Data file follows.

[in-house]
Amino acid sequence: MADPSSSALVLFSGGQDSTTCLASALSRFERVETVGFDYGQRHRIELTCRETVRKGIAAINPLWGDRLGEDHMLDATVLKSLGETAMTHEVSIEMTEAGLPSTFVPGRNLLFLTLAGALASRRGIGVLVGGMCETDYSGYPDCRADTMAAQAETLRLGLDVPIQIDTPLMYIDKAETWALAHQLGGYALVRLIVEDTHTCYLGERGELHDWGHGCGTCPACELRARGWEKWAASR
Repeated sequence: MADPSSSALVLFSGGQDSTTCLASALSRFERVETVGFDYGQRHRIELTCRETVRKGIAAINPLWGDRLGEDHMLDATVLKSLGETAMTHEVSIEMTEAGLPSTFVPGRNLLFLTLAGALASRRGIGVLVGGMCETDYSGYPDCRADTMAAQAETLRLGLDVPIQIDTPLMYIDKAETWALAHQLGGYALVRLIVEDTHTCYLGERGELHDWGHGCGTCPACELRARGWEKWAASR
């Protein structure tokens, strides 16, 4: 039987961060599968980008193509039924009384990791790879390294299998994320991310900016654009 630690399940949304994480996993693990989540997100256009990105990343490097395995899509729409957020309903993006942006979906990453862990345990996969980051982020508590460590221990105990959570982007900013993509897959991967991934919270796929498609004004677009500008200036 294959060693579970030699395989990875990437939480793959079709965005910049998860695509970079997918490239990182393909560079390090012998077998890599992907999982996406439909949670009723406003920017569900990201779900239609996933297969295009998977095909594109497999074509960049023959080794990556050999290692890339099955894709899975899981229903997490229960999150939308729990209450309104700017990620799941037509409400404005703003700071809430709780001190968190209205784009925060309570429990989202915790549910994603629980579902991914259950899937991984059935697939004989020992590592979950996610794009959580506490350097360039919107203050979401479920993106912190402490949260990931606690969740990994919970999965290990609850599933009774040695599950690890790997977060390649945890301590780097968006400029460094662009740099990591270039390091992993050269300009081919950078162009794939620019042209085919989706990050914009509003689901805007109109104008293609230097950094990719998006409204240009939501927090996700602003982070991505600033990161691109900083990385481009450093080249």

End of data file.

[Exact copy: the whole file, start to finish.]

[in-house]
Amino acid sequence: MADPSSSALVLFSGGQDSTTCLASALSRFERVETVGFDYGQRHRIELTCRETVRKGIAAINPLWGDRLGEDHMLDATVLKSLGETAMTHEVSIEMTEAGLPSTFVPGRNLLFLTLAGALASRRGIGVLVGGMCETDYSGYPDCRADTMAAQAETLRLGLDVPIQIDTPLMYIDKAETWALAHQLGGYALVRLIVEDTHTCYLGERGELHDWGHGCGTCPACELRARGWEKWAASR
Repeated sequence: MADPSSSALVLFSGGQDSTTCLASALSRFERVETVGFDYGQRHRIELTCRETVRKGIAAINPLWGDRLGEDHMLDATVLKSLGETAMTHEVSIEMTEAGLPSTFVPGRNLLFLTLAGALASRRGIGVLVGGMCETDYSGYPDCRADTMAAQAETLRLGLDVPIQIDTPLMYIDKAETWALAHQLGGYALVRLIVEDTHTCYLGERGELHDWGHGCGTCPACELRARGWEKWAASR
């Protein structure tokens, strides 16, 4: 039987961060599968980008193509039924009384990791790879390294299998994320991310900016654009 630690399940949304994480996993693990989540997100256009990105990343490097395995899509729409957020309903993006942006979906990453862990345990996969980051982020508590460590221990105990959570982007900013993509897959991967991934919270796929498609004004677009500008200036 294959060693579970030699395989990875990437939480793959079709965005910049998860695509970079997918490239990182393909560079390090012998077998890599992907999982996406439909949670009723406003920017569900990201779900239609996933297969295009998977095909594109497999074509960049023959080794990556050999290692890339099955894709899975899981229903997490229960999150939308729990209450309104700017990620799941037509409400404005703003700071809430709780001190968190209205784009925060309570429990989202915790549910994603629980579902991914259950899937991984059935697939004989020992590592979950996610794009959580506490350097360039919107203050979401479920993106912190402490949260990931606690969740990994919970999965290990609850599933009774040695599950690890790997977060390649945890301590780097968006400029460094662009740099990591270039390091992993050269300009081919950078162009794939620019042209085919989706990050914009509003689901805007109109104008293609230097950094990719998006409204240009939501927090996700602003982070991505600033990161691109900083990385481009450093080249």